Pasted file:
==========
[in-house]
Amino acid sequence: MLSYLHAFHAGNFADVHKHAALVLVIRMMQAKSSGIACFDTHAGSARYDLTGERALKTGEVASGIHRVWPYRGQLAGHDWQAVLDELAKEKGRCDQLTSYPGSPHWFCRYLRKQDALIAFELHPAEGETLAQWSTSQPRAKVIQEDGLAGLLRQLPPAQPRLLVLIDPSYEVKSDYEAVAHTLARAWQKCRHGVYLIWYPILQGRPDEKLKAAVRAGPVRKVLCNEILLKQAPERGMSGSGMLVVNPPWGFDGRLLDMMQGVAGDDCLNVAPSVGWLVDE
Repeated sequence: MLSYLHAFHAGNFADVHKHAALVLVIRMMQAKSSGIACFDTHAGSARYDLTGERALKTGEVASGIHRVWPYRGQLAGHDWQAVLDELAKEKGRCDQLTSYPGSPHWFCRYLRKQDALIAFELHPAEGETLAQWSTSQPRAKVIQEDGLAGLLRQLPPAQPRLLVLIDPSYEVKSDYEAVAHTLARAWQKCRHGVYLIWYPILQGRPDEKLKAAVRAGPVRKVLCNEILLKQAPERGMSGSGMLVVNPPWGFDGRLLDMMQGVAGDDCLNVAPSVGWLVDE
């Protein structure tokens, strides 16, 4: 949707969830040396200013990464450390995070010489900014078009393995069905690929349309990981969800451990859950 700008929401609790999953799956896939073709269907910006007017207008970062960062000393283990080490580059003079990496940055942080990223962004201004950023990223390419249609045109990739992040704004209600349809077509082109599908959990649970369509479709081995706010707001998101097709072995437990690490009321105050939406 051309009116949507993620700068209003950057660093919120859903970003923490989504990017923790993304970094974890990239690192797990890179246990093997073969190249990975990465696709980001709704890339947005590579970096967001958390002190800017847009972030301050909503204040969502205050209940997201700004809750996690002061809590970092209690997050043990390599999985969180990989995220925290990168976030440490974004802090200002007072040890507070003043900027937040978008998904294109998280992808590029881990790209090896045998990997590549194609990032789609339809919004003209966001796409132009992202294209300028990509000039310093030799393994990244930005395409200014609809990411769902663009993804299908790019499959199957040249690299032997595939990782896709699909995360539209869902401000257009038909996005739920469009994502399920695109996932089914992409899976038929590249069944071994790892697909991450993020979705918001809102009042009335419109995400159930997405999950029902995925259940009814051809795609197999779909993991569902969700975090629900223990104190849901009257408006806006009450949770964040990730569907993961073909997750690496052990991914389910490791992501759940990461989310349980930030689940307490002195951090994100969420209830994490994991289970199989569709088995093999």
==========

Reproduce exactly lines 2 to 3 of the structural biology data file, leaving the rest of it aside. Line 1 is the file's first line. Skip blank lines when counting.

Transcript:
Amino acid sequence: MLSYLHAFHAGNFADVHKHAALVLVIRMMQAKSSGIACFDTHAGSARYDLTGERALKTGEVASGIHRVWPYRGQLAGHDWQAVLDELAKEKGRCDQLTSYPGSPHWFCRYLRKQDALIAFELHPAEGETLAQWSTSQPRAKVIQEDGLAGLLRQLPPAQPRLLVLIDPSYEVKSDYEAVAHTLARAWQKCRHGVYLIWYPILQGRPDEKLKAAVRAGPVRKVLCNEILLKQAPERGMSGSGMLVVNPPWGFDGRLLDMMQGVAGDDCLNVAPSVGWLVDE
Repeated sequence: MLSYLHAFHAGNFADVHKHAALVLVIRMMQAKSSGIACFDTHAGSARYDLTGERALKTGEVASGIHRVWPYRGQLAGHDWQAVLDELAKEKGRCDQLTSYPGSPHWFCRYLRKQDALIAFELHPAEGETLAQWSTSQPRAKVIQEDGLAGLLRQLPPAQPRLLVLIDPSYEVKSDYEAVAHTLARAWQKCRHGVYLIWYPILQGRPDEKLKAAVRAGPVRKVLCNEILLKQAPERGMSGSGMLVVNPPWGFDGRLLDMMQGVAGDDCLNVAPSVGWLVDE